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From the blog

Protecting everything we love from climate change

by Carly Leonard

Can anyone quite believe we’ve reached the festive season? Christmas 2020 marks the end of a year where the coronavirus pandemic has caused an unprecedented time of anxiety, financial instability, and feelings of isolation for so many of us. The year seems to have passed in a blur, with the notable absence of all our regular celebrations and social occasions.

This year, we have missed out on so many things that we previously believed to be a ‘given’. We will never again take for granted being able to see our children play with their friends or overlook the chance for a hug from a family member. In 2020, many of us have lost loved ones and missed the opportunity to say a last goodbye.

However, this year has also brought communities together and highlighted wonderful acts of kindness. It has shown the amazing work and dedication of our NHS, charities, and frontline workers. It has seen streets united in friendship, and neighbours looking out for each other.

National and regional lockdowns have meant that, more than ever, we have made the most of our gardens and local green spaces for exercise and to regain a feeling of normality. The natural world has offered us solace and respite from anxiety.

The RSPB’s ‘Recovering Together’ report provides evidence of public support for putting nature at the heart of our pandemic recovery. 89% of those surveyed believe that increasing the amount of accessible nature-rich green space will help to improve people’s general health, wellbeing, and happiness.

PECT is more determined than ever to protect our natural world. Because, once the spread of coronavirus starts to slow, everything will not simply return to normal. It is an opportunity to make positive change and do things differently.

We are, with the support of our partners and volunteers, playing a part in tackling environmental issues and making a real difference to people’s lives. Beyond 2020, we want to increase our green spaces, improve and conserve habitats, boost wildlife and biodiversity, and increase education about why looking after our environment is so important. We want to understand and address the barriers to mental and physical health and encourage well-being from a sense of collective responsibility for the environment.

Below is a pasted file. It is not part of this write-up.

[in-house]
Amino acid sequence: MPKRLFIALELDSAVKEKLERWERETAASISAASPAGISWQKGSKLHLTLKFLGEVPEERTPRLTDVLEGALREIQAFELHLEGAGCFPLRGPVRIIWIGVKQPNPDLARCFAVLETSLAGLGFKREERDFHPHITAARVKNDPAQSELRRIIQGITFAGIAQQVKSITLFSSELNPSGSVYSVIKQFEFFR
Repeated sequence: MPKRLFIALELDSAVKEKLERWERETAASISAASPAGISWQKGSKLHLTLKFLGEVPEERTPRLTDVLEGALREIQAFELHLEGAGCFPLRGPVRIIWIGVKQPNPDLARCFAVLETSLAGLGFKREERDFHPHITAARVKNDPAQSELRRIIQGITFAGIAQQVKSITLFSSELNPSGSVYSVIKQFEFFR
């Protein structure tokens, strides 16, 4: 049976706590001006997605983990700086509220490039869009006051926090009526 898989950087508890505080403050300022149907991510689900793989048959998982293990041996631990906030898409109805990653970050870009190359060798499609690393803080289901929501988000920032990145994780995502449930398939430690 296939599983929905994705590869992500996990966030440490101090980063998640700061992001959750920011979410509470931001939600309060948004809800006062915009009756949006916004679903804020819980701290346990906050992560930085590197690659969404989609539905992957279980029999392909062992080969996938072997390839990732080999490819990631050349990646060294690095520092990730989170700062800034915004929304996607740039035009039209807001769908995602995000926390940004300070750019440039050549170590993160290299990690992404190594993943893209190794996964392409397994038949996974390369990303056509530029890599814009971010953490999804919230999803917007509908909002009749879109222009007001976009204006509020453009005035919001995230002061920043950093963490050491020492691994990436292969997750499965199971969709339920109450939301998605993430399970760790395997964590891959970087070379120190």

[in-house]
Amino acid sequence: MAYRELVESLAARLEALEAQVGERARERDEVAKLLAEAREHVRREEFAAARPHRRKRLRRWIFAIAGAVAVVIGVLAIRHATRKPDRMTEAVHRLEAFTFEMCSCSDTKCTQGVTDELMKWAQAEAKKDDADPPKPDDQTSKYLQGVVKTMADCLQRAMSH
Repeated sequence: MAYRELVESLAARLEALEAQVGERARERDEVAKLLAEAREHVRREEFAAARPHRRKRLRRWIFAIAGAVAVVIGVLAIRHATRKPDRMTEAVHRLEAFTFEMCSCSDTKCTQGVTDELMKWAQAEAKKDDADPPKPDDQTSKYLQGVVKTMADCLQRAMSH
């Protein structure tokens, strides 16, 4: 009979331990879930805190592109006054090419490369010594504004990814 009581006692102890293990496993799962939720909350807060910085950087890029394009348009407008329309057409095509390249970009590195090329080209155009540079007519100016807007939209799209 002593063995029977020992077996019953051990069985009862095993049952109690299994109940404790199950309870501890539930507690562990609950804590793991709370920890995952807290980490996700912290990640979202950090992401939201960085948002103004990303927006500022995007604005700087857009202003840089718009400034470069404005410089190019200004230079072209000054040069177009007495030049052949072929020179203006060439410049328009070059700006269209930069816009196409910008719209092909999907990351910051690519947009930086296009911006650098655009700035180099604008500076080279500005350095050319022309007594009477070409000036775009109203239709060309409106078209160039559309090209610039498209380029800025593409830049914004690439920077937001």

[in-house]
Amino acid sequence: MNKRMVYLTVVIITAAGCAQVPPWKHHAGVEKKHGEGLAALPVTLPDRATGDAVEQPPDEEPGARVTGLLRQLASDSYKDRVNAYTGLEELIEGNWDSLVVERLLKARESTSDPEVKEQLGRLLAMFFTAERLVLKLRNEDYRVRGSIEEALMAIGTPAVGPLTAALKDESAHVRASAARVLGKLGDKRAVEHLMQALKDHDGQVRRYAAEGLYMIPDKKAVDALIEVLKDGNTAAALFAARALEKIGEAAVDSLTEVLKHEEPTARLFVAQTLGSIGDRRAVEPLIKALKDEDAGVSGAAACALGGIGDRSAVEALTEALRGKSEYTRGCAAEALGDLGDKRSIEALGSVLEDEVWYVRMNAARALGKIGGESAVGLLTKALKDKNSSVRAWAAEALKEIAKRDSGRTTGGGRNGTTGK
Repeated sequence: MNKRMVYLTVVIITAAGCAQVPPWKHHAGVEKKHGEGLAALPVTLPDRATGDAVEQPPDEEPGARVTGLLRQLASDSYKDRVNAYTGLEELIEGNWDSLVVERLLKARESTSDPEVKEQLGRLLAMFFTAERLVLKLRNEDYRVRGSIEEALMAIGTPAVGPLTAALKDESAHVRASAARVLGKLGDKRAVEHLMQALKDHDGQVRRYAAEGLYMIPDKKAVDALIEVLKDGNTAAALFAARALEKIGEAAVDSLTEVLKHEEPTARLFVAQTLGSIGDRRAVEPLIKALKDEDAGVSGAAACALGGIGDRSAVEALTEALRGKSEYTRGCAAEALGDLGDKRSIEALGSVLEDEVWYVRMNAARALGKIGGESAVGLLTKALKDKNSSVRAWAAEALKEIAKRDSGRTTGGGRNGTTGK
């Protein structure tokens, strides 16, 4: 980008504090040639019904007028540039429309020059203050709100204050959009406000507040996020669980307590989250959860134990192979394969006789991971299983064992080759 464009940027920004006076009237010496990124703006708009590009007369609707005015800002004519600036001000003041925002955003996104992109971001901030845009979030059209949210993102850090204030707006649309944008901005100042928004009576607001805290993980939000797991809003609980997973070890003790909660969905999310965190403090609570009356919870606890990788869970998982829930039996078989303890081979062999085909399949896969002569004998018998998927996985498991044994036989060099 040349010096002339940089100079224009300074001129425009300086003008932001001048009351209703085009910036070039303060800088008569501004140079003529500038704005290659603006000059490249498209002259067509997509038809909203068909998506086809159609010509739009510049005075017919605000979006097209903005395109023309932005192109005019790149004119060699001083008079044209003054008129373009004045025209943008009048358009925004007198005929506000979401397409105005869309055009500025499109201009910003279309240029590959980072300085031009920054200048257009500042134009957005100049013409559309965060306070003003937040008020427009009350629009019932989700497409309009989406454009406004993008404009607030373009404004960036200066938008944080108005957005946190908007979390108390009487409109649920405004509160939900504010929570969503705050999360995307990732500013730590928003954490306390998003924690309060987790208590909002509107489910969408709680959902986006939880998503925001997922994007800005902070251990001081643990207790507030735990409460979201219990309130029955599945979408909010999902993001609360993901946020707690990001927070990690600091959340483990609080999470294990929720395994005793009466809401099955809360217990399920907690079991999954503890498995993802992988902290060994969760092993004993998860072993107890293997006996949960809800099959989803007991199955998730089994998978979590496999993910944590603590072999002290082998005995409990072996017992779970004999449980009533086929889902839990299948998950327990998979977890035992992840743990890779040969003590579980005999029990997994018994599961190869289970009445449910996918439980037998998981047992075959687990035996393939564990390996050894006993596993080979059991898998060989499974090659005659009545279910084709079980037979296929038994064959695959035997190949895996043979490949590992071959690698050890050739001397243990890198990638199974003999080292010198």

Our world is changing, and the health of our planet and the health of its inhabitants are intrinsically linked. In November 2021, the UK will host the UN Climate Change Conference of the Parties (COP26). We hope this is a chance, on a global scale, to look at the policies needed to protect the people, places, and life we love from climate change.

Here in Peterborough, we have ambitious plans to make a difference, and we hope residents will join and support us in this task. From April 2019 to April 2020, PECT helped realise an estimated saving of 11,230 tonnes of CO2e. This is equivalent to powering 3,425 houses or taking 5,237 cars off the road for a year. This is just a snapshot that highlights some of the great work individuals, communities, and businesses have achieved.

It is vital, however, that this number continues to increase and that more and more people consider their impacts and start making changes to improve them. Together, we must make every effort to reduce our carbon footprint and help to limit the impact of climate change.